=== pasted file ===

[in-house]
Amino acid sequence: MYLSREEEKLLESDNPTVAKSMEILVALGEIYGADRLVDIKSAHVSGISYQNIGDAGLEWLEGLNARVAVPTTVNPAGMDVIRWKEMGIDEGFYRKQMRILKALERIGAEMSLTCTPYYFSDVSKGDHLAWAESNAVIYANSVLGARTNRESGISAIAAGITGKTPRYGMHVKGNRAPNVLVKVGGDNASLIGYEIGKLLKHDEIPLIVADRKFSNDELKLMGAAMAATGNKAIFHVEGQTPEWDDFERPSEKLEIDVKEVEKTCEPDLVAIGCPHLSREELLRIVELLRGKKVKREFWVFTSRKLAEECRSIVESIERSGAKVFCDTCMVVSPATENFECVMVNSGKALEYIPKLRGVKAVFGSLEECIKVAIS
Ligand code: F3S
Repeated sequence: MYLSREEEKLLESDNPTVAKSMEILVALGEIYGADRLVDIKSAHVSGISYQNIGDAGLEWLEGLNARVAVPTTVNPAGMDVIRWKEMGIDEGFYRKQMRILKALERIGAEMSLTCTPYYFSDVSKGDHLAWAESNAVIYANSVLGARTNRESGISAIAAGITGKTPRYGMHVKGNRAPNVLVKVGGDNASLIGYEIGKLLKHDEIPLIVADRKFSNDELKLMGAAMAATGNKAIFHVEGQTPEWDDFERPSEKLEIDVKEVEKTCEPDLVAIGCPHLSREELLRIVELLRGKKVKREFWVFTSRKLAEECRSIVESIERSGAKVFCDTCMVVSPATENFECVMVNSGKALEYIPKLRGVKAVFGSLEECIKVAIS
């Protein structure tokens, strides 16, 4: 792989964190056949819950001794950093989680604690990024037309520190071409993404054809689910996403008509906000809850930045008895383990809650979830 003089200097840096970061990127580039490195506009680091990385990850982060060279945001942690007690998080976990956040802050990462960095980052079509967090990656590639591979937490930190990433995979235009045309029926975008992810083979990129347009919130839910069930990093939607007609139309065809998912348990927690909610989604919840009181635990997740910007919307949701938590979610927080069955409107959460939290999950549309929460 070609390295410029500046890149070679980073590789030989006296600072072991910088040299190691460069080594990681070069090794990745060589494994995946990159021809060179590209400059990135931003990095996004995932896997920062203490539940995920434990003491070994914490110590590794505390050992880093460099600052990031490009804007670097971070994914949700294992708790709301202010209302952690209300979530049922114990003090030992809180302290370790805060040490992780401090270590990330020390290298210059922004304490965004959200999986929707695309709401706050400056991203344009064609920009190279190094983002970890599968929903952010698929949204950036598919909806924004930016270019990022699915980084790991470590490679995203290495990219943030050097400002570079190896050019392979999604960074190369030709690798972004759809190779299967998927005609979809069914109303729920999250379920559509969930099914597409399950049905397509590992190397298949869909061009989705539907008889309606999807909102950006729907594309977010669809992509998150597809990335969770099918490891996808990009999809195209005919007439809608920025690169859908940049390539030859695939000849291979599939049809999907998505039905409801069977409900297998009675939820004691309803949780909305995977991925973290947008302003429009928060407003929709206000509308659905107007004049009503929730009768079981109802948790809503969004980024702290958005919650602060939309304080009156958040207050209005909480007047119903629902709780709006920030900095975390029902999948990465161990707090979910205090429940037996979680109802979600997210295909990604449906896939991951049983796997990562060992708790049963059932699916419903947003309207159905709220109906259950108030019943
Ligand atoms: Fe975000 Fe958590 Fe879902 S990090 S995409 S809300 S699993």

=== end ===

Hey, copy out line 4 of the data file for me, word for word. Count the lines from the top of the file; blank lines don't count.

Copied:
Repeated sequence: MYLSREEEKLLESDNPTVAKSMEILVALGEIYGADRLVDIKSAHVSGISYQNIGDAGLEWLEGLNARVAVPTTVNPAGMDVIRWKEMGIDEGFYRKQMRILKALERIGAEMSLTCTPYYFSDVSKGDHLAWAESNAVIYANSVLGARTNRESGISAIAAGITGKTPRYGMHVKGNRAPNVLVKVGGDNASLIGYEIGKLLKHDEIPLIVADRKFSNDELKLMGAAMAATGNKAIFHVEGQTPEWDDFERPSEKLEIDVKEVEKTCEPDLVAIGCPHLSREELLRIVELLRGKKVKREFWVFTSRKLAEECRSIVESIERSGAKVFCDTCMVVSPATENFECVMVNSGKALEYIPKLRGVKAVFGSLEECIKVAIS